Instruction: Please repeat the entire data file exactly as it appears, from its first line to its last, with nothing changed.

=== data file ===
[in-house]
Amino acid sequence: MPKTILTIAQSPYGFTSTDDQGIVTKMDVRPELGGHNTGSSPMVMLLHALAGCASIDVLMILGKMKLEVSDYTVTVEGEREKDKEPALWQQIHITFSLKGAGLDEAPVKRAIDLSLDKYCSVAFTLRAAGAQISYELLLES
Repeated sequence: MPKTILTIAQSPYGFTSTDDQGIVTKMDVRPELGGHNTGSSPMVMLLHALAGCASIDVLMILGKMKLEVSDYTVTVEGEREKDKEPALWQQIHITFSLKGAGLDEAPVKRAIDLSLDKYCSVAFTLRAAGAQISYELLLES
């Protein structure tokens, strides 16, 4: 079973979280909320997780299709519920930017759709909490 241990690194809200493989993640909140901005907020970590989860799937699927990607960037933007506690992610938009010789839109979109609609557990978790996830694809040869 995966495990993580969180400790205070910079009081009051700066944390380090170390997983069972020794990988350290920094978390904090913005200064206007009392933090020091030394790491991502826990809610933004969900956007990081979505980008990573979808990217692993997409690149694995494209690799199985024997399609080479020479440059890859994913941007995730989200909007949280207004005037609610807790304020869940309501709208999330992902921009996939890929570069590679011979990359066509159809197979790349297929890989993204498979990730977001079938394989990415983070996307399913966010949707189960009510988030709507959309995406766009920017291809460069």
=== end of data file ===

[in-house]
Amino acid sequence: MPKTILTIAQSPYGFTSTDDQGIVTKMDVRPELGGHNTGSSPMVMLLHALAGCASIDVLMILGKMKLEVSDYTVTVEGEREKDKEPALWQQIHITFSLKGAGLDEAPVKRAIDLSLDKYCSVAFTLRAAGAQISYELLLES
Repeated sequence: MPKTILTIAQSPYGFTSTDDQGIVTKMDVRPELGGHNTGSSPMVMLLHALAGCASIDVLMILGKMKLEVSDYTVTVEGEREKDKEPALWQQIHITFSLKGAGLDEAPVKRAIDLSLDKYCSVAFTLRAAGAQISYELLLES
């Protein structure tokens, strides 16, 4: 079973979280909320997780299709519920930017759709909490 241990690194809200493989993640909140901005907020970590989860799937699927990607960037933007506690992610938009010789839109979109609609557990978790996830694809040869 995966495990993580969180400790205070910079009081009051700066944390380090170390997983069972020794990988350290920094978390904090913005200064206007009392933090020091030394790491991502826990809610933004969900956007990081979505980008990573979808990217692993997409690149694995494209690799199985024997399609080479020479440059890859994913941007995730989200909007949280207004005037609610807790304020869940309501709208999330992902921009996939890929570069590679011979990359066509159809197979790349297929890989993204498979990730977001079938394989990415983070996307399913966010949707189960009510988030709507959309995406766009920017291809460069």